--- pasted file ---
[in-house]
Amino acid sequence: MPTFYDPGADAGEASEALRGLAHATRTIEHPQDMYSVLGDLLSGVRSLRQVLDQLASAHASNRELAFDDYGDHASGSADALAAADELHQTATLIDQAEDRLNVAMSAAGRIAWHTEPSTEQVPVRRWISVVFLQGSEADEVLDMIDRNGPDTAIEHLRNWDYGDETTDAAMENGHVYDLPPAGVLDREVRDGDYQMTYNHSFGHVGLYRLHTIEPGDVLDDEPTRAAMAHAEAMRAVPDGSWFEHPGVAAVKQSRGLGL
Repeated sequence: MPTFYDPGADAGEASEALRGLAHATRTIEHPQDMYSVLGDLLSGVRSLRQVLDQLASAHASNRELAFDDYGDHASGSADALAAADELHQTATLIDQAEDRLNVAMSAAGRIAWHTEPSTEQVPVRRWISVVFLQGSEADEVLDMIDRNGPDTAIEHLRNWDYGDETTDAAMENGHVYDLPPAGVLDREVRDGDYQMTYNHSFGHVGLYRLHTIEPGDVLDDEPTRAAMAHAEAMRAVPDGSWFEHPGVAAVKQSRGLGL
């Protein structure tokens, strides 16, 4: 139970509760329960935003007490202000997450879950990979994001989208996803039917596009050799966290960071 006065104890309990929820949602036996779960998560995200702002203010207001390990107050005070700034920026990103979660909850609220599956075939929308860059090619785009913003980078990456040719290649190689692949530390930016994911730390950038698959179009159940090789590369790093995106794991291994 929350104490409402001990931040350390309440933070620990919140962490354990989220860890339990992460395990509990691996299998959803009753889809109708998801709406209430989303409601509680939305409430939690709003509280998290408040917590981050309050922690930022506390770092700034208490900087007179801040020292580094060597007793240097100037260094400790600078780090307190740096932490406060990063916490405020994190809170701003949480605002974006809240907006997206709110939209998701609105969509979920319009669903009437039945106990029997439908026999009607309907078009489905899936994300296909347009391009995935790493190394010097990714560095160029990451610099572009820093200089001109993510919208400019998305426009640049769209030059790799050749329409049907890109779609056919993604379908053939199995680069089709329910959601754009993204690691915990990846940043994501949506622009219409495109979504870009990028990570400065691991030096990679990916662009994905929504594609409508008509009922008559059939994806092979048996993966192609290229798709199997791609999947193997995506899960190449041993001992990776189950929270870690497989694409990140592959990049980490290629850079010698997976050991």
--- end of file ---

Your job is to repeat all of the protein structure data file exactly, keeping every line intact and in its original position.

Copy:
[in-house]
Amino acid sequence: MPTFYDPGADAGEASEALRGLAHATRTIEHPQDMYSVLGDLLSGVRSLRQVLDQLASAHASNRELAFDDYGDHASGSADALAAADELHQTATLIDQAEDRLNVAMSAAGRIAWHTEPSTEQVPVRRWISVVFLQGSEADEVLDMIDRNGPDTAIEHLRNWDYGDETTDAAMENGHVYDLPPAGVLDREVRDGDYQMTYNHSFGHVGLYRLHTIEPGDVLDDEPTRAAMAHAEAMRAVPDGSWFEHPGVAAVKQSRGLGL
Repeated sequence: MPTFYDPGADAGEASEALRGLAHATRTIEHPQDMYSVLGDLLSGVRSLRQVLDQLASAHASNRELAFDDYGDHASGSADALAAADELHQTATLIDQAEDRLNVAMSAAGRIAWHTEPSTEQVPVRRWISVVFLQGSEADEVLDMIDRNGPDTAIEHLRNWDYGDETTDAAMENGHVYDLPPAGVLDREVRDGDYQMTYNHSFGHVGLYRLHTIEPGDVLDDEPTRAAMAHAEAMRAVPDGSWFEHPGVAAVKQSRGLGL
């Protein structure tokens, strides 16, 4: 139970509760329960935003007490202000997450879950990979994001989208996803039917596009050799966290960071 006065104890309990929820949602036996779960998560995200702002203010207001390990107050005070700034920026990103979660909850609220599956075939929308860059090619785009913003980078990456040719290649190689692949530390930016994911730390950038698959179009159940090789590369790093995106794991291994 929350104490409402001990931040350390309440933070620990919140962490354990989220860890339990992460395990509990691996299998959803009753889809109708998801709406209430989303409601509680939305409430939690709003509280998290408040917590981050309050922690930022506390770092700034208490900087007179801040020292580094060597007793240097100037260094400790600078780090307190740096932490406060990063916490405020994190809170701003949480605002974006809240907006997206709110939209998701609105969509979920319009669903009437039945106990029997439908026999009607309907078009489905899936994300296909347009391009995935790493190394010097990714560095160029990451610099572009820093200089001109993510919208400019998305426009640049769209030059790799050749329409049907890109779609056919993604379908053939199995680069089709329910959601754009993204690691915990990846940043994501949506622009219409495109979504870009990028990570400065691991030096990679990916662009994905929504594609409508008509009922008559059939994806092979048996993966192609290229798709199997791609999947193997995506899960190449041993001992990776189950929270870690497989694409990140592959990049980490290629850079010698997976050991």